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Dr Kristin Nicodemus

Social cognition, neuroeconomics, computational psychiatry, schizophrenia, anxiety, bipolar disorder, depression, imaging genetics

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Alexia Revueltas

  • Neuropsychology of attention and executive functions
  • Embodied cognition
  • Correlates of task engagement
  • Children science learning

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Dr Blair Saunders


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Dr Astrid Schloerscheidt

I am interested in individual differences in memory processing, in particular in how far certain personality traits can explain such differences. The personality trait I am particularly interested in is extraversion as this trait has been linked to the functioning of the dopamine system. This relationship allows me to treat measures of extraversion as a proxy measure of dopamine availability and thus make an attempt to link differences in the efficiency of the dopamine system to potential differences in memory processing. I study this question using EEG/ERP using already established ERP measures to investigate whether levels of extraversion (and thus dopamine availability) affect processes underlying memory encoding and retrieval. The use of EEG/ERP is particularly useful as it will show differences in neuronal processing even in the absence of behavioural differences (i.e. differences in memory performance).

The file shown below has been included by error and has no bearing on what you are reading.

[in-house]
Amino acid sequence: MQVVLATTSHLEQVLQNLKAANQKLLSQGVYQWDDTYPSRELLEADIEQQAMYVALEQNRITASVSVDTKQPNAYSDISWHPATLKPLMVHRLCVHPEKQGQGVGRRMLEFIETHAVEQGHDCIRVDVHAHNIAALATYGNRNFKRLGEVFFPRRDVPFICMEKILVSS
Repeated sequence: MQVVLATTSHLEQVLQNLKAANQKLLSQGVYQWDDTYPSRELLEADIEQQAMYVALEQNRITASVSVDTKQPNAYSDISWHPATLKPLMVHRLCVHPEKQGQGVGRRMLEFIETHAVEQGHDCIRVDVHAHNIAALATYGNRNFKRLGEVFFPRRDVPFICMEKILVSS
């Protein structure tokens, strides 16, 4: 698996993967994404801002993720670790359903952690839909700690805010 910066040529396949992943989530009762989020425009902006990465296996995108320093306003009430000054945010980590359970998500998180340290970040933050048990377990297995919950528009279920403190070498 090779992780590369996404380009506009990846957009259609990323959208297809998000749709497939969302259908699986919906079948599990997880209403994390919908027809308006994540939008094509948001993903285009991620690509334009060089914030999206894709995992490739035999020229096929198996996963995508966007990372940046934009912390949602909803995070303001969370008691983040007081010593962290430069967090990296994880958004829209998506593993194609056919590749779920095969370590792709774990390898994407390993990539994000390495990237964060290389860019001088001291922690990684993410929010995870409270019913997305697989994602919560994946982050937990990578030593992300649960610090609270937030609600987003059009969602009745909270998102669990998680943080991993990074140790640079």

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Shaun R. Stone